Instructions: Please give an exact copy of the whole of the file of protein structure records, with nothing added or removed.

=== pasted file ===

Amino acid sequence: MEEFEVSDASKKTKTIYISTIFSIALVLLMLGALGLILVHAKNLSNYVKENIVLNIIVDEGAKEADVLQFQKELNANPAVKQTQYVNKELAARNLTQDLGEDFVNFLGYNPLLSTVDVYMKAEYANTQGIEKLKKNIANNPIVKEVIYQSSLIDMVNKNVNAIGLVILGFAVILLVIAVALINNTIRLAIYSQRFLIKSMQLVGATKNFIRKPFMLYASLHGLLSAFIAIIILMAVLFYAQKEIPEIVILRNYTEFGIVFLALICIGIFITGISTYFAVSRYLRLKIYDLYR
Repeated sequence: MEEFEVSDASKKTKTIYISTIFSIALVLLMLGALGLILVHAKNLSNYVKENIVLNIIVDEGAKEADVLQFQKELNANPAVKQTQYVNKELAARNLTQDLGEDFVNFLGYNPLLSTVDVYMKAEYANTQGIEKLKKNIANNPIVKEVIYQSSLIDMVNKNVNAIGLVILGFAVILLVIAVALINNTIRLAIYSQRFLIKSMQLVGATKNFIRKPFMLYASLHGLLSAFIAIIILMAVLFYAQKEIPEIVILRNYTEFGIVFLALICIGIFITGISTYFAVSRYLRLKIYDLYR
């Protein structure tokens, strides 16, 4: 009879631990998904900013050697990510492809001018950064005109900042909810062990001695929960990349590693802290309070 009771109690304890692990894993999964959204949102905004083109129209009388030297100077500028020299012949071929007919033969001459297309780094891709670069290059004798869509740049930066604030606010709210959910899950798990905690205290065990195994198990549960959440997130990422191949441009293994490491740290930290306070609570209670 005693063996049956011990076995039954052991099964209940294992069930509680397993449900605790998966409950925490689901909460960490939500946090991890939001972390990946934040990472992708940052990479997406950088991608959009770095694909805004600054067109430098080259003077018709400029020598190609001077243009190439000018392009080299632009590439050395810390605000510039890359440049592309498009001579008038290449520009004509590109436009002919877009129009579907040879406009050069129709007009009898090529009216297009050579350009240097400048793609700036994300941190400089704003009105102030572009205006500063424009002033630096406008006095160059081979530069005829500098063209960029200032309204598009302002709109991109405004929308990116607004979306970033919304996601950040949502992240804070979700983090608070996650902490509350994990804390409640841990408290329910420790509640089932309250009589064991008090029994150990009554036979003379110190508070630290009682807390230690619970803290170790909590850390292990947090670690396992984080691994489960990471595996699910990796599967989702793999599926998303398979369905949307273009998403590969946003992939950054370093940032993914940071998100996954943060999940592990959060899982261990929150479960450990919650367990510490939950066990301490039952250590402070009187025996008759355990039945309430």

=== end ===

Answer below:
Amino acid sequence: MEEFEVSDASKKTKTIYISTIFSIALVLLMLGALGLILVHAKNLSNYVKENIVLNIIVDEGAKEADVLQFQKELNANPAVKQTQYVNKELAARNLTQDLGEDFVNFLGYNPLLSTVDVYMKAEYANTQGIEKLKKNIANNPIVKEVIYQSSLIDMVNKNVNAIGLVILGFAVILLVIAVALINNTIRLAIYSQRFLIKSMQLVGATKNFIRKPFMLYASLHGLLSAFIAIIILMAVLFYAQKEIPEIVILRNYTEFGIVFLALICIGIFITGISTYFAVSRYLRLKIYDLYR
Repeated sequence: MEEFEVSDASKKTKTIYISTIFSIALVLLMLGALGLILVHAKNLSNYVKENIVLNIIVDEGAKEADVLQFQKELNANPAVKQTQYVNKELAARNLTQDLGEDFVNFLGYNPLLSTVDVYMKAEYANTQGIEKLKKNIANNPIVKEVIYQSSLIDMVNKNVNAIGLVILGFAVILLVIAVALINNTIRLAIYSQRFLIKSMQLVGATKNFIRKPFMLYASLHGLLSAFIAIIILMAVLFYAQKEIPEIVILRNYTEFGIVFLALICIGIFITGISTYFAVSRYLRLKIYDLYR
């Protein structure tokens, strides 16, 4: 009879631990998904900013050697990510492809001018950064005109900042909810062990001695929960990349590693802290309070 009771109690304890692990894993999964959204949102905004083109129209009388030297100077500028020299012949071929007919033969001459297309780094891709670069290059004798869509740049930066604030606010709210959910899950798990905690205290065990195994198990549960959440997130990422191949441009293994490491740290930290306070609570209670 005693063996049956011990076995039954052991099964209940294992069930509680397993449900605790998966409950925490689901909460960490939500946090991890939001972390990946934040990472992708940052990479997406950088991608959009770095694909805004600054067109430098080259003077018709400029020598190609001077243009190439000018392009080299632009590439050395810390605000510039890359440049592309498009001579008038290449520009004509590109436009002919877009129009579907040879406009050069129709007009009898090529009216297009050579350009240097400048793609700036994300941190400089704003009105102030572009205006500063424009002033630096406008006095160059081979530069005829500098063209960029200032309204598009302002709109991109405004929308990116607004979306970033919304996601950040949502992240804070979700983090608070996650902490509350994990804390409640841990408290329910420790509640089932309250009589064991008090029994150990009554036979003379110190508070630290009682807390230690619970803290170790909590850390292990947090670690396992984080691994489960990471595996699910990796599967989702793999599926998303398979369905949307273009998403590969946003992939950054370093940032993914940071998100996954943060999940592990959060899982261990929150479960450990919650367990510490939950066990301490039952250590402070009187025996008759355990039945309430």